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Technological efficiency moves outside the house

Tue, 06/10/2014 - 11:38

Technological advancements give homeowners more control over their houses now than ever before. In a world where more people are growing concerned about the environment and what they can do to leave a positive impact on it, many are turning to innovations in technology for the answer.
The ability to transform a home into a smart house comes with many advantages that will not only affect the ecosystems around a building, but the wallets of those living inside as well. Solar panels provide people with clean and sustainable energy, and radiant heaters offer a much more efficient way to warm a house, but efforts can be made outside of the home too. Regulating the best heating system limits the waste of resources that goes on in abodes all over the world, but what about the gardens and yards people maintain?
A smarter gardenWhile homeowners' attempts to cultivate their land bring many benefits for nature, sometimes the methods used to grow plants can do more harm than good, much like conventional forced-air heaters. The ordinary American homestead uses around 320 gallons of water a day, and about 30 percent of that is dedicated to outside of the house, according to the Environmental Protection Agency. This occurs from frequent practices such as over-watering and not taking advantage of natural irrigation, but a new device for the gardening and landscaping arsenal might give people an edge in regulating the resources used to maintain a yard and the plants' chances for survival.
EDYN is a tool that collects data from anything like a house garden to a small farm and uses it to provide homeowners with insights for the best approaches to make the plant life thrive, reported Inhabitat. The device is lodged into the ground with a stake and relays information on its surroundings through a house's Wi-Fi to the gardener's phone for real-time updates and observations.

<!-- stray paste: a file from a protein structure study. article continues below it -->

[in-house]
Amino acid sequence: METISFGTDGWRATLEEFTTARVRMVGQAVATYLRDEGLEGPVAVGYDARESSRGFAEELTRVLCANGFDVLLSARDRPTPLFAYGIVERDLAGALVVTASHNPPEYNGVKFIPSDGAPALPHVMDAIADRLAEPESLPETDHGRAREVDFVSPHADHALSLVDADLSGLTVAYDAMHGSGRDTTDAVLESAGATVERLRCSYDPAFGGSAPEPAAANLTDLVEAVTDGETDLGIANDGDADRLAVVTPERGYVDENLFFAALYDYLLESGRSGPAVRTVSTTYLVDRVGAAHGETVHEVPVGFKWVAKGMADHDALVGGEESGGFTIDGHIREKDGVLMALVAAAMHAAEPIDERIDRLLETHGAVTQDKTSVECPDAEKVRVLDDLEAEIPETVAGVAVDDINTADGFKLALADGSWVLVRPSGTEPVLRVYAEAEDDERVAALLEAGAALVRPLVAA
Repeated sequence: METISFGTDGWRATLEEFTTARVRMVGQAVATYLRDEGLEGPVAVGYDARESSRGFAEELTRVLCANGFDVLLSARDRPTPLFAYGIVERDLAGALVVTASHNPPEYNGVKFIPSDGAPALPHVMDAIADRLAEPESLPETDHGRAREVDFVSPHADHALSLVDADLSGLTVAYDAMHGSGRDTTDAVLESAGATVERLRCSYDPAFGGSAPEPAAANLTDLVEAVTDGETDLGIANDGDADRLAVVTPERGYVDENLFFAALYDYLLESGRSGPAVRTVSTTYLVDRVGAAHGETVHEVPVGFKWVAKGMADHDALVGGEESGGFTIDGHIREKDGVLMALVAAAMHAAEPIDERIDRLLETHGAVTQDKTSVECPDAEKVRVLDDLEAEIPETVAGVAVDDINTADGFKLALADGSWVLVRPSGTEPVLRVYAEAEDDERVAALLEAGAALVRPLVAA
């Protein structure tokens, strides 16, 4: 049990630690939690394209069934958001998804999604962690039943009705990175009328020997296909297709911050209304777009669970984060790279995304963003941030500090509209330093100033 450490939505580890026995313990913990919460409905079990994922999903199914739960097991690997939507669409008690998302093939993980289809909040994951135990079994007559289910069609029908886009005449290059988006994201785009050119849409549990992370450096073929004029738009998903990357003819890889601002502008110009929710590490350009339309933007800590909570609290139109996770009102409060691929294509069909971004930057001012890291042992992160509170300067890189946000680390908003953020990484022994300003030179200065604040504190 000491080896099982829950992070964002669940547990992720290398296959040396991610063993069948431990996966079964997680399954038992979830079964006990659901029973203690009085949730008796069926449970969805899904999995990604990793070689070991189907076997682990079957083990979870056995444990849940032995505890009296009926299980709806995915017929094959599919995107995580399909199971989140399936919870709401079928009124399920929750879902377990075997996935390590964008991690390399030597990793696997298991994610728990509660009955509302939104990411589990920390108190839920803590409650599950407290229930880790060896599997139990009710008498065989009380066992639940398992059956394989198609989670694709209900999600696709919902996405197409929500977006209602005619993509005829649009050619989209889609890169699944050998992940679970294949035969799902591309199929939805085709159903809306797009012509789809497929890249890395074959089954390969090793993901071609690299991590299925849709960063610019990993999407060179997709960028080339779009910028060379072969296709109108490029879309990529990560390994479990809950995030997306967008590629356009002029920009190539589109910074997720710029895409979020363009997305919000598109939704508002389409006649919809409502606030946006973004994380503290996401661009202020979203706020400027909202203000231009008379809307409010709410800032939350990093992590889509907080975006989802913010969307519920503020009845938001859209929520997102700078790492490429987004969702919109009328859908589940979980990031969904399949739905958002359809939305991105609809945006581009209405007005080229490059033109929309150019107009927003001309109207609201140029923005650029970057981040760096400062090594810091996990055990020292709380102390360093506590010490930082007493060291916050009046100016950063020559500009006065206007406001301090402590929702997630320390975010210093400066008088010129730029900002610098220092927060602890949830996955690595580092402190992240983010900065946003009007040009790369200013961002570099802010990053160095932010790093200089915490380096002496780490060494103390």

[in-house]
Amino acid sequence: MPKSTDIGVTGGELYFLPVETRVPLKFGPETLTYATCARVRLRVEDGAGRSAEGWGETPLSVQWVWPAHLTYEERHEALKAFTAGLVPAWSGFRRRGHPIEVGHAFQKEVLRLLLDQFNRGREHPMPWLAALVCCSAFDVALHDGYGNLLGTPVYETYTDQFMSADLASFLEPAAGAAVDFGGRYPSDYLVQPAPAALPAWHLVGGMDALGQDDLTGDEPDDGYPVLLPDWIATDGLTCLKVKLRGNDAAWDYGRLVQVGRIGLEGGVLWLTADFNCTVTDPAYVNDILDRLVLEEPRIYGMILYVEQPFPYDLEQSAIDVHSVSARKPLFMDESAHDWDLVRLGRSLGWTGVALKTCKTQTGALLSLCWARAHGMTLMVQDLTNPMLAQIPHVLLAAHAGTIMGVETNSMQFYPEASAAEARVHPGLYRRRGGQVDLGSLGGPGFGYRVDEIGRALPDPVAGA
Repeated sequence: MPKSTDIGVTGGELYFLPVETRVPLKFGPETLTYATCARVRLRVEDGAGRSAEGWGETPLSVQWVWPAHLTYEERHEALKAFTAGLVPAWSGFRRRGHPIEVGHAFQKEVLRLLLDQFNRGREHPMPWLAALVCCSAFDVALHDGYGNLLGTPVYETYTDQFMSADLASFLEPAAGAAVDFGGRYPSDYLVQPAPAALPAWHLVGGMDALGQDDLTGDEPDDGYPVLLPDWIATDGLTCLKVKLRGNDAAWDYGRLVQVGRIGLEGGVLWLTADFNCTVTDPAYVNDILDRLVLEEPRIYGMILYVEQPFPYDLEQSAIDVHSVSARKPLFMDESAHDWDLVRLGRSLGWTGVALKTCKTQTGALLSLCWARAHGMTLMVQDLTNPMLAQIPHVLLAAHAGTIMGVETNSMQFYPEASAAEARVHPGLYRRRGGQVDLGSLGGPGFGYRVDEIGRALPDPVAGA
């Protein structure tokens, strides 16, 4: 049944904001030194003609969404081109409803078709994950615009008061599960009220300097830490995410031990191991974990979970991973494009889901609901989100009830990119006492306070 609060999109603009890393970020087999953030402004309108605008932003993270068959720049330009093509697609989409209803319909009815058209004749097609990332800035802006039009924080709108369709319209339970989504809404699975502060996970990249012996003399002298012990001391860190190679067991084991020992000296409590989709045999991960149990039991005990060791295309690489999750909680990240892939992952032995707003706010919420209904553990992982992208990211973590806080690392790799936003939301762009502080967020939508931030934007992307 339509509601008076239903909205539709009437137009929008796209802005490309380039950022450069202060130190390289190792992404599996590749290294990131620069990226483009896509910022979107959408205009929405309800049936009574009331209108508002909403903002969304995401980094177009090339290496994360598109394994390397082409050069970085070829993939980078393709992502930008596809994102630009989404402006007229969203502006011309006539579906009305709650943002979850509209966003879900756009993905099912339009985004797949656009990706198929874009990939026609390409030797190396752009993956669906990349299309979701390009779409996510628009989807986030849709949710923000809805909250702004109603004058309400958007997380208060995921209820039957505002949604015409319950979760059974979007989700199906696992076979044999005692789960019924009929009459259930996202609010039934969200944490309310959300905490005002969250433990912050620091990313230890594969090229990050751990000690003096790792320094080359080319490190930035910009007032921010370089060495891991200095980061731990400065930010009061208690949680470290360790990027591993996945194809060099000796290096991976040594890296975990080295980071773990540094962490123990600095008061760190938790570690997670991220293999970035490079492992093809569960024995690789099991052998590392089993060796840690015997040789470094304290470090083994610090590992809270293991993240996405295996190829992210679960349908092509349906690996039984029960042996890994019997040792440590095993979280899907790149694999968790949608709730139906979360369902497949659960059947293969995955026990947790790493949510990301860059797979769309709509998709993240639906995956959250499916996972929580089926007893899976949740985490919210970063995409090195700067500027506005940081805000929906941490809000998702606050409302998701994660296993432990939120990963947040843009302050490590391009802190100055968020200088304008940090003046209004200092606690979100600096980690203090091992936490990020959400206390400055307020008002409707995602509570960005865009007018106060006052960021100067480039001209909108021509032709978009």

The company that created EDYN was started by Jason Aramburu, a soil scientist who studied ecology and evolutionary biology, as an attempt to help people better grasp the habitat around them, according to Gizmag. Aramburu worked everywhere from rainforests in Panama to farms in Africa before coming up with the idea for EDYN and the potential it has for aiding people in their horticultural quests.
To grow a plant, you have to think like a plantEDYN is a sustainable and clean-energy device that runs completely off of solar energy from a panel installed at the top, reported The Next Web. Using a series of sensors scattered throughout the device, EDYN measures the temperature, light exposure and humidity of a garden. It synchronizes with local weather information to notify homeowners of changing conditions and approaching rainfall so they can better manage their flora.
A sensor located in the stake beneath the ground uses electrical conductivity in the dirt to measure the moisture in the soil, its nutrition and pH level for an array of information never before so readily accessible, according to Gizmag. Using this assortment of knowledge, EDYN can suggest plant types that would do best in the environment.
The company's other device, the Water Valve, hooks up to a hose or sprinkler to regulate the amount of water given to the garden based off of its moisture levels as well as weather patterns to give homeowners the most effective watering system that only runs when the plants need water.
Much like how a smart house can control radiant heaters for maximum efficiency, EDYN and the Water Valve can effectively transform the operations in a lawn or garden so that the least amount of resources are wasted and the most money is saved.

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